The Department of Labor is about midway through a public comment period on its “fiduciary rule” proposal to require financial advisers to act solely in their clients’ best interests when giving advice and selling investments for retirement accounts. The proposal, if finalized, would be a big improvement on current practice, in which many advisers are free to steer clients into high-priced strategies and products even when comparable lower-cost alternatives are available. Not surprisingly, the financial industry and its allies in Congress are opposed. Industry lobbyists are even more combative on this particular issue than others, because they wrongly believed they had killed off the push for a fiduciary rule years ago, when they buried an earlier proposal in a pile of legalese and minutiae. But the Labor Department, with the backing of President Obama, came back with the current proposal that protects retirement investors while carefully addressing industry concerns. …But the longer the fight goes on, the clearer it becomes that arguing against a fiduciary duty is arguing for biased advice that costs retirement savers billions of dollars a year. …I have faith that the financial industry can figure out how to make money from retirement savers with relatively small balances, even if it has to put those clients’ interests first. And if the big players can’t do it, smaller players who already can and do give unbiased advice will grow bigger while new players will emerge to fill the gap. The financial industry will not give up. The Labor Department and the Obama administration will have to fight all the way to impose the fiduciary rule. They are fighting the good fight.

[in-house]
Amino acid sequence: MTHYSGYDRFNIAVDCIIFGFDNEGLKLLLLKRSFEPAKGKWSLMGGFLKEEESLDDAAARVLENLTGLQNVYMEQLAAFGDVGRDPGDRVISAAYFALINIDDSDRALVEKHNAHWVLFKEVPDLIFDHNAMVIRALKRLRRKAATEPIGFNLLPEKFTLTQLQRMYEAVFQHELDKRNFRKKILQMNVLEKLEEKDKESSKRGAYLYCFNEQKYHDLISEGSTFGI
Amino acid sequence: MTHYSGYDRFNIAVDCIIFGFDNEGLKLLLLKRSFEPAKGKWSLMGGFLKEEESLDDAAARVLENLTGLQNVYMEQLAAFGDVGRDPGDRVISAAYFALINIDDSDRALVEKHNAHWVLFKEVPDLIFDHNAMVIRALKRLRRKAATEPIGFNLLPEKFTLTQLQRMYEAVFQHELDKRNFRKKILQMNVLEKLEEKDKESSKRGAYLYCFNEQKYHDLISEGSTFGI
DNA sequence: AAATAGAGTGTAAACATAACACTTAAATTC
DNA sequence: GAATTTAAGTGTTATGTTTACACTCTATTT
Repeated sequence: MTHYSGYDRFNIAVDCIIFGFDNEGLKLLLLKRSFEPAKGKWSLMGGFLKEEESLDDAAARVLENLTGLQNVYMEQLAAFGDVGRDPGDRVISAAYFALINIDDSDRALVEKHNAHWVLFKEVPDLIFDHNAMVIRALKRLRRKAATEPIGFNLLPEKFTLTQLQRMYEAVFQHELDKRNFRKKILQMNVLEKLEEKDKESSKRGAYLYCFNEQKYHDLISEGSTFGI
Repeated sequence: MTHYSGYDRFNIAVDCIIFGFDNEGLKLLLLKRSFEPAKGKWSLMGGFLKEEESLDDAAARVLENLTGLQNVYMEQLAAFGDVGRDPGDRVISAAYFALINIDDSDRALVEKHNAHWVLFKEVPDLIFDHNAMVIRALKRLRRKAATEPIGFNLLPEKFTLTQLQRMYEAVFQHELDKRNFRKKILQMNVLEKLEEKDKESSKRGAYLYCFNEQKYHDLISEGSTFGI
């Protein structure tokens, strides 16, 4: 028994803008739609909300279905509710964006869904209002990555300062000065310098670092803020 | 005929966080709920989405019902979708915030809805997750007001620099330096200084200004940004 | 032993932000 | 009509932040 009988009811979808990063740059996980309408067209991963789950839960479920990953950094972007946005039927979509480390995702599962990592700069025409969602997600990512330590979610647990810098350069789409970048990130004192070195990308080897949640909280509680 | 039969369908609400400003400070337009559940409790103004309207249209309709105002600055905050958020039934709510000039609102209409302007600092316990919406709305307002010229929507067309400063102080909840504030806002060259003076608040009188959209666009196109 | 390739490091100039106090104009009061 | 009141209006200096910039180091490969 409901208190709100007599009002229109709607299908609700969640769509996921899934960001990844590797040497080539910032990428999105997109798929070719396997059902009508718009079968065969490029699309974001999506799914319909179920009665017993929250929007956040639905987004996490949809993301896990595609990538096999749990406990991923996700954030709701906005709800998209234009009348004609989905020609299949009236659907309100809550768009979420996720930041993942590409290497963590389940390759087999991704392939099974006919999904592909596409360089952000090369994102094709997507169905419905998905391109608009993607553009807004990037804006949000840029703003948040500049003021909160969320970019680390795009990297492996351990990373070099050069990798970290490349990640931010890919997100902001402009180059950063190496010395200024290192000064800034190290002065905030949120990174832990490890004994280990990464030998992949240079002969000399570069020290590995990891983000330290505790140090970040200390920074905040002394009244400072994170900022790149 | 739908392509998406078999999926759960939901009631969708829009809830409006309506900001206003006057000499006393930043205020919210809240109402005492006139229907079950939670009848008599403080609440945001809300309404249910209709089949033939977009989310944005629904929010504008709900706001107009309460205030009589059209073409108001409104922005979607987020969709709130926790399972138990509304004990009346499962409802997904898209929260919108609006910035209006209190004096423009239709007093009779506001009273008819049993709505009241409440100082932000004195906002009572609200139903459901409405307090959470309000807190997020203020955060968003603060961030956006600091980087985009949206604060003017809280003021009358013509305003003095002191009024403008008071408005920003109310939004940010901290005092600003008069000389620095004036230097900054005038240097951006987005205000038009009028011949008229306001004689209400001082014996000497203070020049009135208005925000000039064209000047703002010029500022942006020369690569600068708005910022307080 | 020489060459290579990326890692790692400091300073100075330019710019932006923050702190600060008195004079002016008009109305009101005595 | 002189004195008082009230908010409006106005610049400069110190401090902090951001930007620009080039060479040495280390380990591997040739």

June 10, 2015
St. Louis Post Dispatch Editorial Board
U.S. Rep. Ann Wagner, R-Ballwin, is a leading opponent to an attempt by the Obama administration to keep financial advisers from pushing high-fee investment plans on small investors. She also gets a great deal of her campaign contributions from the insurance and financial industries. …The rule, written by the Department of Labor and supported by President Barack Obama, seeks to tighten guidelines on financial advisers. It raises the standards for investment advice given by brokers handling retirement accounts, and requires them “to put their clients’ best interests before their own profits.” Most small-time investors don’t have any idea when their brokers put their own interests ahead of those of their clients. The labor department says the proposed rule will protect 401(k) and IRA investors by mitigating the effect of conflicts of interest in the retirement investment marketplace. Based on a White House Council of Economic Advisers analysis, an investor who is affected by the conflict would lose about 1 percentage point of his investment. Doesn’t sound like much until you add it up, which is what the council did: The total loss to investors amounts to $17 billion a year. The goal of the new rule is to crack down on unscrupulous brokers who take advantage of their roles as knowledgeable and trusted advisers to reap rewards for themselves. Wall Street and the four largest financial services firms outside of New York, which are headquartered in St. Louis, don’t like the proposed new rule one bit. They are battling it fiercely, and Ms. Wagner is leading their fight. …Retirement savers need good news. They need help and they need protection from bad actors in the financial advice world. Ms. Wagner’s legislation needs to be put down and the DOL’s proposed rule needs to proceed.
June 8, 2015
CBS Money Watch by Steve Vernon